“Immediately when you arrive in the Sahara, for the first or the tenth time, you notice the stillness… then there is the sky, compared to which all other skies seem like faint-hearted efforts.”
It is the largest desert in the world, draped across the width of a continent and dividing Africa into two.
Whether you choose a great (and very long) road-trip, are whisked in aboard a private helicopter, seek out ancient kasbahs on a 4×4 adventure, zip across pistes on an ATV, or choose to redefine “slow travel” on the back of a camel, our Sahara offers true magic.
It is a land of dramatic landscapes, of shifting wind-sculpted dunes, sudden sandstorms, long morning and evening shadows, and intense sun. The vast, brilliant nighttime sky is so clear that you are tempted to reach up and touch the stars with your own hands.
Its very name – the word “Sahara” in Arabic means desert – conjures up images of veiled Arab horsemen, caravans of camels hundreds-long laden with exotic wares, and nomadic warriors sheltered by flowing robes from harsh desert storms.
We like to think of travel through the Sahara as a great road trip along caravan routes older than the Silk Route to China and all the roads the once led to Rome. The traders in the great caravans that once plied these routes risked everything, but the piles of gold, salt, and other valuable rarities could bring about a fortune that could last a lifetime!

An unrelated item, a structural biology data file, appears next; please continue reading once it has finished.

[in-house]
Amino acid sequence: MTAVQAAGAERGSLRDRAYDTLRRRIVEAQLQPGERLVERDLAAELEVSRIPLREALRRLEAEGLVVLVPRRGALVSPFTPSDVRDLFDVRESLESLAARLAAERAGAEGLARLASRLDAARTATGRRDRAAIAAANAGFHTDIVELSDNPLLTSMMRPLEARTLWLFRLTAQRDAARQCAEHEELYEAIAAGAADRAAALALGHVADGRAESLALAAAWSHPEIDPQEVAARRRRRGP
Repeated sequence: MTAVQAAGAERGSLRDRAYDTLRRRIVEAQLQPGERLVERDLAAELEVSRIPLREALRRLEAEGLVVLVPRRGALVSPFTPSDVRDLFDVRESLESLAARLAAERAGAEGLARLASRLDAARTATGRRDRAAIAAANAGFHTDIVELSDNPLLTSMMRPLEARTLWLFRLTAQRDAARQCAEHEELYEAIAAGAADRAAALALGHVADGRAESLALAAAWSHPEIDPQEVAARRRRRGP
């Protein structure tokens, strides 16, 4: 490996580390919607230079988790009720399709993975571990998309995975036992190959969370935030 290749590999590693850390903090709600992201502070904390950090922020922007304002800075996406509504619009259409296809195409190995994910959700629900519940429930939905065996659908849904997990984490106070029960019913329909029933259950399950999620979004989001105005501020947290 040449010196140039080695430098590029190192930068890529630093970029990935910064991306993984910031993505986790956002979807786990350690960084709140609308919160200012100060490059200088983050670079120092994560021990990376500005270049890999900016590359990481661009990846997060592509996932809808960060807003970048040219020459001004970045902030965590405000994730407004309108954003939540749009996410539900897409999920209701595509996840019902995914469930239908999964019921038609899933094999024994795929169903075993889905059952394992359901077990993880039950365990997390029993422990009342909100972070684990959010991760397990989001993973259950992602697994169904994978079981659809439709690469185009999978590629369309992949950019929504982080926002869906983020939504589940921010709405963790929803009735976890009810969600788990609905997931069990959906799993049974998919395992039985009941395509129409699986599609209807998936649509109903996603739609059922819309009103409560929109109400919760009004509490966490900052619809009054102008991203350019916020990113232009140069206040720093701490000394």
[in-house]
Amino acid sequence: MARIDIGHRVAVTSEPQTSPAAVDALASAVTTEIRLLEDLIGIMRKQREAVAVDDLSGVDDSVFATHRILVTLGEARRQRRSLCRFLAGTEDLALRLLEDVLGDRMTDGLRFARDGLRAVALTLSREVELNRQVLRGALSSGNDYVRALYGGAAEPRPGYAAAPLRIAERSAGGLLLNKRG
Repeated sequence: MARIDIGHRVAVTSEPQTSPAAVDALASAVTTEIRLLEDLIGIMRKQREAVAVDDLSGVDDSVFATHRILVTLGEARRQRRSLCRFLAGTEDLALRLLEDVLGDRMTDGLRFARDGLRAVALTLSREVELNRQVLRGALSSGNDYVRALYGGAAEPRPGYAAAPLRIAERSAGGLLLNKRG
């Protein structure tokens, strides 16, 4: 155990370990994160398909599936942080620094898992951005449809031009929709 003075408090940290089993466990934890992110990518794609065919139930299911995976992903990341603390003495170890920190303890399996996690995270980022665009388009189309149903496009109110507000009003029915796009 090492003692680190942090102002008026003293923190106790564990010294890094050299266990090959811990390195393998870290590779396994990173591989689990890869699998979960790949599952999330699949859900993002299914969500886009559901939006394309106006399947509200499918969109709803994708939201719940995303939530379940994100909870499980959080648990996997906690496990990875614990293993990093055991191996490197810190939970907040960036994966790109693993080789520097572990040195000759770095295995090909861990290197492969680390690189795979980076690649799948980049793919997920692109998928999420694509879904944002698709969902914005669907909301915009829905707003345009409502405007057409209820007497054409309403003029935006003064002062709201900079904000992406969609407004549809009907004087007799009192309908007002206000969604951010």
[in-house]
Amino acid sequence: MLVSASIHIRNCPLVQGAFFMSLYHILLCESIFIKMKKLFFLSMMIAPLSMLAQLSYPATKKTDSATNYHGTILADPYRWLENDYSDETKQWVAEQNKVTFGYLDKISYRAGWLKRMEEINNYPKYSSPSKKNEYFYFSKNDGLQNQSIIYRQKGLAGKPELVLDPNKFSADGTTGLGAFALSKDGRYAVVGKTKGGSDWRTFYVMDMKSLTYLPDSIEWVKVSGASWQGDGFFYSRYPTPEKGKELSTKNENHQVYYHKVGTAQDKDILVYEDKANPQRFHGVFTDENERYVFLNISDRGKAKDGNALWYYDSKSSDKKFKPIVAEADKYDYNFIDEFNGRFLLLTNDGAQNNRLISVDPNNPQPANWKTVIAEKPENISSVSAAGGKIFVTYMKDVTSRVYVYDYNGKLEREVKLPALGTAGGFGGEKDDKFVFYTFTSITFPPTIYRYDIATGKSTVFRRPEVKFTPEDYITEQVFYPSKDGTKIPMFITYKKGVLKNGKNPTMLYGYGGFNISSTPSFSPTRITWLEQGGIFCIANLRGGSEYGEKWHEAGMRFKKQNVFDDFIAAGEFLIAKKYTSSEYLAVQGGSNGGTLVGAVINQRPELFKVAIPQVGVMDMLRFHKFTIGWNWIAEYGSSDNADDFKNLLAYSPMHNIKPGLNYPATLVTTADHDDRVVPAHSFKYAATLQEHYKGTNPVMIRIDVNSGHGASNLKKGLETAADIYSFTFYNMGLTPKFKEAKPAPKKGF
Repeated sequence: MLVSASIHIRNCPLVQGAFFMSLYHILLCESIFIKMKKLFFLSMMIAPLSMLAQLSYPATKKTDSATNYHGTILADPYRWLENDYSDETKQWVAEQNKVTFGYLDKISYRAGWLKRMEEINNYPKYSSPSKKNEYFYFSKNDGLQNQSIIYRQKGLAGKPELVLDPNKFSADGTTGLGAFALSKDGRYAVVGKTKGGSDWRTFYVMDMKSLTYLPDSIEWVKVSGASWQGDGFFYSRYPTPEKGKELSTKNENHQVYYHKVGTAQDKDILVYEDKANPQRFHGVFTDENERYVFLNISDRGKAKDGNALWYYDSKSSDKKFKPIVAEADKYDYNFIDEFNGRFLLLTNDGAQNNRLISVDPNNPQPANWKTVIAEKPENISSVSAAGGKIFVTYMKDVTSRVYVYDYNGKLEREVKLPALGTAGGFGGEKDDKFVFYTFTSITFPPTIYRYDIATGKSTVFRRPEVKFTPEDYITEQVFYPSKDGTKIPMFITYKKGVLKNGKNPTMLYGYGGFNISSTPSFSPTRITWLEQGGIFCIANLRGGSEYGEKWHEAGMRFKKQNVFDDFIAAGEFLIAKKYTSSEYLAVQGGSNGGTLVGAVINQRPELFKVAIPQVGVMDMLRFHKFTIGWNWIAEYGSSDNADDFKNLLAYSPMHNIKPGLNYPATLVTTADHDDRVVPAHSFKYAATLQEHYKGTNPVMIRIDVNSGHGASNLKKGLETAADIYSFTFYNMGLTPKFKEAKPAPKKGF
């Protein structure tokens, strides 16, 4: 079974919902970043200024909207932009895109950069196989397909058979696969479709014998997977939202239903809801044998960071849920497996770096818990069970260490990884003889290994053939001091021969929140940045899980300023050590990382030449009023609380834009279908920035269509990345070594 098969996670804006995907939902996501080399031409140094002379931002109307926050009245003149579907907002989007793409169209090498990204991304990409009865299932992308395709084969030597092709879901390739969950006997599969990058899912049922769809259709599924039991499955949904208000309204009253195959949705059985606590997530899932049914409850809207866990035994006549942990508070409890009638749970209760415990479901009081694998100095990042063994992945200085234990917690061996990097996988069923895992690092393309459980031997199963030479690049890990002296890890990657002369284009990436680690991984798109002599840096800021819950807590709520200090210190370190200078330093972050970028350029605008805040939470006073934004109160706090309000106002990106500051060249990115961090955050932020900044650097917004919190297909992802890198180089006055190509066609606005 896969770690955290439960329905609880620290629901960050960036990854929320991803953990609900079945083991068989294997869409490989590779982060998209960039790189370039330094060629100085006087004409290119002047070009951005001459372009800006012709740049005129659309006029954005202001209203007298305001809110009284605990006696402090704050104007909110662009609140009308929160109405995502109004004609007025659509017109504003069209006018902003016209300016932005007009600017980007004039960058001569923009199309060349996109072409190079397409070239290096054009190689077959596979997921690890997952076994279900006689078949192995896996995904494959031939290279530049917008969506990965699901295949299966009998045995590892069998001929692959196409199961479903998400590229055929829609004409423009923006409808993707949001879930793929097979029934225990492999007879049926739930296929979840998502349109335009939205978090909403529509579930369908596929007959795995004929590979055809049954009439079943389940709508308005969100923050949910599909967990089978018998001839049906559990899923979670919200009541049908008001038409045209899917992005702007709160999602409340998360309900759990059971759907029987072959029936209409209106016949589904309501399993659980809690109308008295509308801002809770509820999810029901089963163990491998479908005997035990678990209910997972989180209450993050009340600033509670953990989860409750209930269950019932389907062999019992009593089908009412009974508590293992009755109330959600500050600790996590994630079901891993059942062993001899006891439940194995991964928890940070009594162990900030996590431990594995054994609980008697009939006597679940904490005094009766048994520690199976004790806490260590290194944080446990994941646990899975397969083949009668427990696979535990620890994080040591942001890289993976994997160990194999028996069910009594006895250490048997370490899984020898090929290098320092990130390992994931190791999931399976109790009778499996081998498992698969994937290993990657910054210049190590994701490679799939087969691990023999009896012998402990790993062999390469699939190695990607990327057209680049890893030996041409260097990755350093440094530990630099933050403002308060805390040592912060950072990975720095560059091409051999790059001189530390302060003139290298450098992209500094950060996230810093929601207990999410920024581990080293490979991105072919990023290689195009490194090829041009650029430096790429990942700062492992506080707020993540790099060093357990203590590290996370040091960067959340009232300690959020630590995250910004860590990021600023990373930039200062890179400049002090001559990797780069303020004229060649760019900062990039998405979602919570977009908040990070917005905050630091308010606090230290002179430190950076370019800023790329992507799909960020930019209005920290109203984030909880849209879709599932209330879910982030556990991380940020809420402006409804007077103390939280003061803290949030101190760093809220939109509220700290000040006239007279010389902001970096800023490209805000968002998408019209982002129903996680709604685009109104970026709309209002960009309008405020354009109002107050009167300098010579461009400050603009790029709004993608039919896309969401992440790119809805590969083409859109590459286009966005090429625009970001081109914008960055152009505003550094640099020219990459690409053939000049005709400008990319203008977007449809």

You cross through mountain passes with snow (yes, you might see snow and sand in the same day) along lush green river valleys, which extend like fingers into the desert, dotted periodically with fortified mud villages and kasbahs that once belonged to feudal lords. You venture past oases and perhaps the occasional mirage, all in the midst of a tranquil silence.
Semi-nomadic and village-dwelling Berber tribes have lived along these river valleys for countless generations. Their lives revolve around the procurement of water and agricultural production of olives, dates, and corn, on tiny strips of irrigated land. Their evocative dwellings, kasbahs and ksours, are decorated with bas-relief carvings and are in varying states of poetic disintegration.
Perhaps most beautiful is the Draa Valley, from Ouarzazate to Zagora. Other contenders are the dramatic Todra and Dades Gorges, whose rivers wind relentlessly through steep and barren cliffs and mountains.
The Berbers who inhabit the fortified villages of these valleys and gorges still live in many ways as their ancestors did. The women, clothed in brilliant colors, paint their hands and feet in delicate patterns of henna. Older women display tattoos on their foreheads and chins to identify their tribe. Even as they work in the fields, many wear jewelry handed down from mother to daughter for centuries.
It takes time to reach the Sahara. Enough time so that most tourists don’t follow you. The further into the desert you venture, more the Sahara belongs to you.
Sooner or later, even the belts of green along the trading routes die out into the harsh, arid sands of the Sahara. Human civilization falls away and you find yourself alone in the ravishing beauty of the Sahara – just sand, wind, sky, and stars.